Learning from Terrible Tragedies like Newtown CT
Adam Lanza killed twenty-eight people on December 14, 2012 in Newtown CT. He murdered his own mother at home. He murdered twenty children and six adults at Sandy Hook Elementary School. He committed suicide. There was an immediate rush to answer the question, “Why?” “Why did this happen?” “Why did this happen to these innocent young children? “Where does the blame lie?” “Is it mental illness?” “Do we blame it on guns?” We all feel powerless because we don’t know why. If we knew why, we could prevent something like this from happening again. It has happened too many times since the Columbine High School Massacre on April 20, 1999.
Had Adam Lanza not committed suicide would the people of Connecticut be angry that earlier in 2012 they voted to abolished the death penalty?
People flocked to churches the Sunday following the tragedy. The clergy in Newtown, CT must have been deluged with questions about why this happened. Someone came up with what is called “The T-Shirt of the Year” now circulating around social media. The t-shirt reads, “Dear God, Why do you allow so much violence in our schools. Signed, A Concerned Student. Dear Concerned Student, I’m not allowed in schools. God.” But, tragedies have happened in churches too where God is not only allow … is worshiped. So taking praying out of the schools isn’t to blame.
But I believe prayer or the lack of it plays a role in what does and doesn’t happen in our world. I think absence of prayer played a role in the life of Adam Lanza and subsequently all of our lives. We read in the Book of Job 42:8b, “My servant Job will pray for you and I will accept his prayer and not deal with you according to your folly.” (niv)
We often hear people talk about their prayer life and how they prayed and made promises to God that they would change their ways. “Lord, I’m going to give up drinking.” “Lord, I’m going to stop doing this or that.” “Lord, I going to church every Sunday from now on.” And on it goes. Does this sound familiar? You’ve either said it or heard it said. Did you ever stop to consider that somebody else was praying for you? Bill Withers wrote and recorded the song, “Grandma’s Hands.” Somebody needs to write about grandma’s prayers. Many grandmothers have prayed for their grandchildren and God accepted grandma's prayers and not dealt with the grandchildren according to their folly.
Some men in church whose marriage and family life is going well will tell you, “We are a family that prays together and worships together.” And on it goes. I once heard a preacher say, “Marriages would be a lot stronger and last a lot longer if husbands prayed for their wives as often as wives prayed for their husbands.” In other words, brother, did you ever stop and think that before you became so churchy your wife had been praying for you for a long time?
After meditating on that Bible passage from Job I am certain that others have prayed for me. My father, my mother, my wife, my pastor and my friends prayed for me and God accepted their prayers and did not deal with me according to my folly.
This twenty year old murderer, Adam Lanza, probably had no one praying for him … caring about him … developing a loving relationship with him. Did he have positive male role models? Did he have positive male relationships in his life? I don’t believe so. Positive male role models and wholesome male relationships are essential for young men to grow into manhood. It was reported that Adam hadn’t spoken to his own father or brother in two years. “He was a loner,” folks said.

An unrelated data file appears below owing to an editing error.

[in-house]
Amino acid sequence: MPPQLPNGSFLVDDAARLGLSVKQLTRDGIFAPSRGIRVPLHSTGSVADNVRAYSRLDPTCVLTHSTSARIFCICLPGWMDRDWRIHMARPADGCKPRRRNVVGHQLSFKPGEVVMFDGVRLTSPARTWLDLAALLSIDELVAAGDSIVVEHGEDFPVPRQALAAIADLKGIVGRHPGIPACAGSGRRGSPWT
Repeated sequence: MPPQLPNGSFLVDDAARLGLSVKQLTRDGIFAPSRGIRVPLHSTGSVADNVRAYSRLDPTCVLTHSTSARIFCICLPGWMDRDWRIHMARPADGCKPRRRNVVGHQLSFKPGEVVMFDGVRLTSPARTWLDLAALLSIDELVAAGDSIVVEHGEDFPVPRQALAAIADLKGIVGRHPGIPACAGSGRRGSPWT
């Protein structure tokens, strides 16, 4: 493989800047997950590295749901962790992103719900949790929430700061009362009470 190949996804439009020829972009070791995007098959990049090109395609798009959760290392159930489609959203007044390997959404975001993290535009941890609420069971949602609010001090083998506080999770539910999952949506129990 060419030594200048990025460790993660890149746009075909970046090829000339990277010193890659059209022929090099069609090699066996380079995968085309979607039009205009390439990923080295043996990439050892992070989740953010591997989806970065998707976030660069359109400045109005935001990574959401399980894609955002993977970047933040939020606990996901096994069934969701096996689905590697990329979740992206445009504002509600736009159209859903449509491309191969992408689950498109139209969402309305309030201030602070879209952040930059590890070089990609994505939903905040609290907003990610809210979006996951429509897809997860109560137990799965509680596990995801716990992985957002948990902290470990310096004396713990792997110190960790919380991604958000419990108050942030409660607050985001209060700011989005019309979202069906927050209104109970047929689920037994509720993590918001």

I focus on male relationships because, have you noticed, women and girls don’t do this? I don't know of any exceptions and pray there won't be any.
As one who believes in the efficacy of prayer I’m convinced that the lack of prayer also contributed to this tragedy and others like it. Nobody prayed for him. Nobody thought about him. Nobody reached out to him. Everyone who knew him left him alone … ignored him … cared only for themselves. Everyone who knew Adam Lanza was himself or herself mentally ill to some degree. Mental illness has always existed. The way we regard and treat mental illness and the mentally ill has changed. We are too concerned about being politically correct.
We can try to blame it on guns. I played with cap pistols when I was a kid. My folks bought me the Roy Rogers six shooters. I think I was eleven years old when I shook Hopalong Cassidy’s hand in front of the Daily News building in New York City and received a cardboard replica of his six shooter. My grandson, Zair Emmanuel Johnson, pictured with me above will probably never play with guns.
Guns have existed for a long time. The proliferation of guns has changed. The types of guns have changed. Demonstrations of their use have changed. It seems the availability of guns does play a role in these types of tragedies. The company that sells the type of weapon used by Lanza, advertises it as a “... Gun for a Man’s Man in an Era of Depleting Testosterone.” In other words, you are not a real man unless you own one of these. The second amendment to the United States Constitution says I have the right to bear arms. Do I have a need to bear arms? The answer for me is no!
Psychologists tell us this type of event will happen again. We don’t want another Sandy Hook, Columbine, Virginia Tech, etc. There are other men (I hope not women) out there like Adam Lanza or Dylan Klebold and Eric Harris of the Columbine Massacre. They may or may not be easy to spot. Be alert. Be concerned. Genuinely, care about the people around you and when you suspect someone around you is “different,” pray for him daily. Develop a relationship. Tell him the story of Jesus. Real men pray for others. Somebody prayed for me. <><